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From James Madison to the Senate, 27 January 1806

To the Senate

Department of State 27 Jany. 1806

The Secretary of State, in compliance with the resolution of the Senate of the 2d. March last,1 directing him to lay before the Senate at their present meeting, “such laws of Great Britain as impose any higher or greater duties on the exportation of goods, wares and Merchandise to the United States, than are imposed on similar goods, wares, and Merchandise, when exported to the nations of Europe: and also to report the amount in sterling money, of the exports to the United States from Great Britain and Ireland, for the Year 1802, 1803 and 1804, on which such duties are charged,” has the honor to transmit herewith a copy of an Act of the British Parliament passed on the 7th. of May 1802,2 entitled “An Act for granting to his Majesty certain duties on goods imported into and exported from Great Britain, and on the tonnage of ships and vessels entering outwards or inwards in any port of Great Britain, to or from foreign ports”; whereby on every hundred pounds of the value of goods, Wares and Merchandise of the growth, produce or Manufacture of Great Britain (except in special cases) when exported to any part of Europe, or to any port or place within the Streights of Gibraltar, a duty of ten shillings is imposed; but on the same goods, when exported elsewhere (except to Countries within the limits of the charters of the East India company) the duty is doubled.

Another Act of Parliament, dated on the 4 July 1803,3 a Copy of Which is also herewith transmitted, entitled “An Act for granting to his Majesty, during the present war, and until the ratification of a definitive treaty of peace, additional duties on the importation and exportation of certain goods, Wares and Merchandise, and on the tonnage of Ships and Vessels in Great Britain,” imposes one Cent duty on goods, Wares and Merchandise, the growth, produce, or manufacture of Great Britain (with certain exceptions) exported to Europe or the Mediterranean, and three Cent upon such goods, Wares and Merchandise, when exported elsewhere, except to countries within the charters of the East India company.

A table exhibiting the amount in sterling money of the exports from Great Britain to the United States, in the respective Years 1802, 1803 and 1804, on which duties under the above mentioned acts of Parliament were payable, and the amount of duties so paid, is annexed hereto.4

It must be observed, that as from the mode of collecting ad valorem duties in Great Britain, the Merchants genirally deem themselves secure in undervaluing their exports, to the amount of about one fifth, the real value of these exports to the United States exceeds that given in the table by an equal proportion.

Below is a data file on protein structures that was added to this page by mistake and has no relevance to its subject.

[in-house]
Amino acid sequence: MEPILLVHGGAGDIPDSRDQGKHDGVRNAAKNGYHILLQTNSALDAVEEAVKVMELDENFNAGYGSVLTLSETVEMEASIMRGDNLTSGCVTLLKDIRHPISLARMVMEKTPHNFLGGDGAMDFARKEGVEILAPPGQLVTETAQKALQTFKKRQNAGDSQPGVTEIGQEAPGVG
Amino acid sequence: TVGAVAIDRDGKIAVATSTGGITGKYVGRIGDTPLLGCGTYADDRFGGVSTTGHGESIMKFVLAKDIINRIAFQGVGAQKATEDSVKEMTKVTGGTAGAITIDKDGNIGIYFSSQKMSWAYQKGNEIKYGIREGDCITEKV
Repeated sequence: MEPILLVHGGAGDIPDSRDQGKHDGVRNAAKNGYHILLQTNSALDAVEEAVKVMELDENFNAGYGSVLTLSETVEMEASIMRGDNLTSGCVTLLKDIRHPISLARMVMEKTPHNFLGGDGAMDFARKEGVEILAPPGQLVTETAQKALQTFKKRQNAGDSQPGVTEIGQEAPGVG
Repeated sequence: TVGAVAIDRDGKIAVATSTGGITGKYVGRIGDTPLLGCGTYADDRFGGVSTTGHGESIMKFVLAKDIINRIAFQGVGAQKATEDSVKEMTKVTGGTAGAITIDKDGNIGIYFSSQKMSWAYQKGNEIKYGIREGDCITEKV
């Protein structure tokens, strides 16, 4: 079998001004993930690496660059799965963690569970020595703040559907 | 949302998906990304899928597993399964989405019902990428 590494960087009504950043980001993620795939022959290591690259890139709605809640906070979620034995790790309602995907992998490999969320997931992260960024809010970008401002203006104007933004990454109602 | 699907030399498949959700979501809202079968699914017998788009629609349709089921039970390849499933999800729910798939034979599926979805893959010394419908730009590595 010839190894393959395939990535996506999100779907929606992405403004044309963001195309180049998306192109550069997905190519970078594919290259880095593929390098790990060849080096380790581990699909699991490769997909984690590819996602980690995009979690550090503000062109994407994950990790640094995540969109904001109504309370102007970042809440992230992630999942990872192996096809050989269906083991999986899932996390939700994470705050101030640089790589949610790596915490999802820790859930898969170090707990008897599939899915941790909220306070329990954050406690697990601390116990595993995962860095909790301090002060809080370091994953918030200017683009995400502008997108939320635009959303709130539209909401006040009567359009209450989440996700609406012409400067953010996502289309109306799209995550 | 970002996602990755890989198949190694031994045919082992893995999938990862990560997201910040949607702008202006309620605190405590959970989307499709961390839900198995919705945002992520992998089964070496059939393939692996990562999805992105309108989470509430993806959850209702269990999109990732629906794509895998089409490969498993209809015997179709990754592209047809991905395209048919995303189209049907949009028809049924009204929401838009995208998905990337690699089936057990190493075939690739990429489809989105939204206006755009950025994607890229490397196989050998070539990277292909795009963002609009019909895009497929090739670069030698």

It may also be remarked that the table does not give the full annual amount of the respective duties of one and three Cent, in any year except that of 1804; the first mentioned duty not having commenced ’till the month of may 1802, nor the other ’till the month of July 1803.

The measures taken for complying with the resolution of the Senate, as far as respects the exports to the United States from Ireland, not having been successful, the Secretary of State takes the liberty of annexing a table, shewing the value of goods exported in the years 1802; 1803 and 1804, respectively, from that Country,5 and distinguishing the amount subject to duty; which amount being inconsiderable, a statement of the unfavorable discriminations (if any) against the United States becomes of less importance. All which is respectfully submitted

James Madison

RC and enclosures (DNA: RG 46, Reports and Communications from the Secretary of State, 9A–F1); letterbook copy (DNA: RG 59, DL, vol. 15). RC in a clerk’s hand, except for Wagner’s emendations, dateline, and complimentary close; signed by JM. Enclosed in JM to George Clinton, 27 Jan. 1806. Enclosures 47 pp. RC and enclosures printed in ASP description begins American State Papers: Documents, Legislative and Executive, of the Congress of the United States … (38 vols.; Washington, 1832–61). description ends , Commerce and Navigation, 1:603–21.

1PJM-SS description begins Robert J. Brugger et al., eds., The Papers of James Madison: Secretary of State Series (11 vols. to date; Charlottesville, Va., 1986–). description ends 9:89.

2See 42 Geo. 3, c. 43, Tomlins et al., Statutes of the United Kingdom, 1:340–57.

3See 43 Geo. 3, c. 70, ibid., 865–69.

4The enclosed table shows that the cost of exports from Great Britain to the United States was £2,026,600 and the duty paid £20,266 in 1802; £3,350,800 and the duty paid £73,504 in 1803; and £3,121,900 and the duty paid £124,365 in 1804.

5According to the enclosed table, after a deduction for the cost of linen, the cost of exports from Ireland to the United States was £18,485.10.11 1/2 in 1802, £38,964.18.11 in 1803, and £14,350.17.10 1/2 in 1804.

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